RFS waiver requests filed, the ethanol industry responds

By Erin Voegele | August 15, 2012

North Carolina Gov. Beverly Perdue filed a petition for wavier of the renewable fuel standard (RFS) with the U.S. EPA on August 14. According to a letter Perdue sent to EPA Administrator Lisa Jackson, she is seeking that the applicable volume of renewable fuel be waived pursuant to section 211(o)(7) of the Clean Air Act.

“The imposition of a 15.3 billion gallon renewable fuel standard (“RFS”) in 2012, coupled with the prospect of a 16.55 billion gallon standard in 2013, has imposed severe economic harm to my state’s swine, poultry, dairy, and cattle producing regions,” Purdue said in the letter.

“While the severe drought that our nation has experienced is an underlying factor in current economic conditions, the direct harm is caused by the RFS requirement to utilize ever-increasing amounts of corn and soybeans for transportation fuels, severely increasing the costs of producing food and further depleting already severely stressed grain supplies,” she further alleged in the letter.

According to Perdue’s letter, the harm that the drought is causing is increasing the price of corn and soybeans, which is leading to severe economic impacts in her state. “This harm is fully of an extent and character that meets the requirements of CAA section 211(o)(7),” she said.

She also stated that severe economic harm is being experienced in North Carolina as a direct result of the RFS. “This harm could be alleviated by a waiver of the RFS applicable volume for renewable fuel in 2012 and 2013,” she said. “Granting a waiver now would allow for the waiver to extend into the 2012 harvest season and a large part of the 2013 growing season. I therefore ask that you consider a full range of waiver options under CAA section 211(o)(7), including waiver of the full amount of the applicable volume of RFS, waiver of a partial amount of the applicable volume of renewable fuel, and granting any waiver to allow the maximum impact on the price of feed grain in 2012 and 2013.”

Under section 211(o)(7) of the CCA, the EPA is required to publish a public notice on the waiver, and allow the public opportunity to comment. The EPA administrator is also directed to consult with the secretary of agriculture and the secretary of energy to approve or disapprove a petition for a waiver within 90 days after the date the petition is received by the EPA. This means a response must be issued by mid-November.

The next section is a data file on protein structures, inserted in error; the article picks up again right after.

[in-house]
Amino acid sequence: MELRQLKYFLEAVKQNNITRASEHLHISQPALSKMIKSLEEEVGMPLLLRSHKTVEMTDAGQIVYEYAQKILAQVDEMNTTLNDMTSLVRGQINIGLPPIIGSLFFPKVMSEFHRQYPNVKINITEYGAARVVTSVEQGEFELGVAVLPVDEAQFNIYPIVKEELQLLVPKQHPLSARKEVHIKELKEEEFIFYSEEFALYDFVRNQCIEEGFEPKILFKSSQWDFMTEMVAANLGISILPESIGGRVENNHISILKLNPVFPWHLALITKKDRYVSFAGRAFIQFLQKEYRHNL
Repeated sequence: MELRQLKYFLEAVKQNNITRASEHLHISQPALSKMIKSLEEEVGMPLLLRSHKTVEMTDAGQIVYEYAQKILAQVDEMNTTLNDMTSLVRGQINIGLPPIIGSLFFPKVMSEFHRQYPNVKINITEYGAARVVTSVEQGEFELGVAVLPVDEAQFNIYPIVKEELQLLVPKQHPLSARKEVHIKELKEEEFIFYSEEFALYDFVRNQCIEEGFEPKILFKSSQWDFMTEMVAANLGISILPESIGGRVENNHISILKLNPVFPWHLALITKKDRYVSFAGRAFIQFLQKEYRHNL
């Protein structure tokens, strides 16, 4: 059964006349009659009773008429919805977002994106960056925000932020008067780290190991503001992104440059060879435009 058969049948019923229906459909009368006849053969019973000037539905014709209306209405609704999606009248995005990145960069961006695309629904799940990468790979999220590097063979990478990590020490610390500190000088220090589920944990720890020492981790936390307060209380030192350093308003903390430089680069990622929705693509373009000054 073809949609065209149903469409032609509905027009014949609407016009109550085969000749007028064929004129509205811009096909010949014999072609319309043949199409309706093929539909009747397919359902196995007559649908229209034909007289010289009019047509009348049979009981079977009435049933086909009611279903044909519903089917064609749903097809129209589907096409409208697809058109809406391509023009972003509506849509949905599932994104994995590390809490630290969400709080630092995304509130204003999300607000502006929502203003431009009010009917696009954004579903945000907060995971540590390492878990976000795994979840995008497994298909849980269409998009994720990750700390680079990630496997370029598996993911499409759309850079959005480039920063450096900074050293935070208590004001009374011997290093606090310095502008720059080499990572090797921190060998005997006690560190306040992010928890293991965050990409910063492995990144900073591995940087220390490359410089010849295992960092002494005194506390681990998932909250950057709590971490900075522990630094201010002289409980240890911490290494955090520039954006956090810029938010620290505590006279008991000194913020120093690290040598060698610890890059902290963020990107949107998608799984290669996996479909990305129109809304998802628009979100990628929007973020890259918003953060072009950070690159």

Several other governors have filed similar RFS waiver requests with the EPA, including Arkansas Gov. Mike Beebe, Maryland Gov. Martin O’Mally, and Delaware Gov. Jack A. Markell.

Representatives of the U.S. ethanol industry have been quick to respond to the waiver requests. Growth Energy CEO Tom Buis said that these waiver requests are unnecessary and based on misinformation. “First, the RFS contains plenty of flexibility to ensure that the volume goals can be met when shortages occur, such as this drought,” he said. “Hysteria and misinformation should not dictate policy directives…The governors continue to use misinformation saying that corn ethanol uses 40 percent of the corn crop—we do not. In fact, only 16 percent of the corn acres harvested goes to ethanol production. Just one-third of the kernel is used for ethanol, with all the protein, fiber and oil being returned to the food chain in the form of a high protein animal feed, which replace corn and soybean meal and is less expensive. It is not the ethanol industry that is causing the economic harm; it is Mother Nature—specifically a lack of rain and record high temperatures are the true culprits of rising commodity prices, something that neither the EPA, nor any government agency is able to fix.”

Brian Jennings, executive director of the American Coalition for Ethanol, noted that the industry welcomes a fact-based examination of the role of the RFS in moderating gas prices and reducing expensive foreign oil imports. “While we cannot complete with our opponent’s well-funded public relations attacks on the RFS, we are absolutely certain that an examination of the facts by EPA, the Department of Agriculture, and Department of Energy will confirm the role the RFS plays in reducing gas prices, and as a result, confident they won’t waive the RFS.”

The Renewable Fuels Association has also weighed in on the issue. According to the organization, waiving the RFS will not solve the problems. “Just like in 2008, seeking to reduce U.S. ethanol production will not bring about the return to undervalued corn sought by meat groups and food processors,” the RFA said in a statement.

The RFA also noted that the RFS is a remarkably flexible program that allows oil refiners a variety of options to meet their obligations. “The market is already taking advantage of this flexibility by reducing ethanol corn demand by 12 percent in just the last two months,” the RFA said. “A mountain of excess RFS credits, strong ethanol supplies, and continued demand for ethanol as a fuel additive make any waiver of the RFS unnecessary.”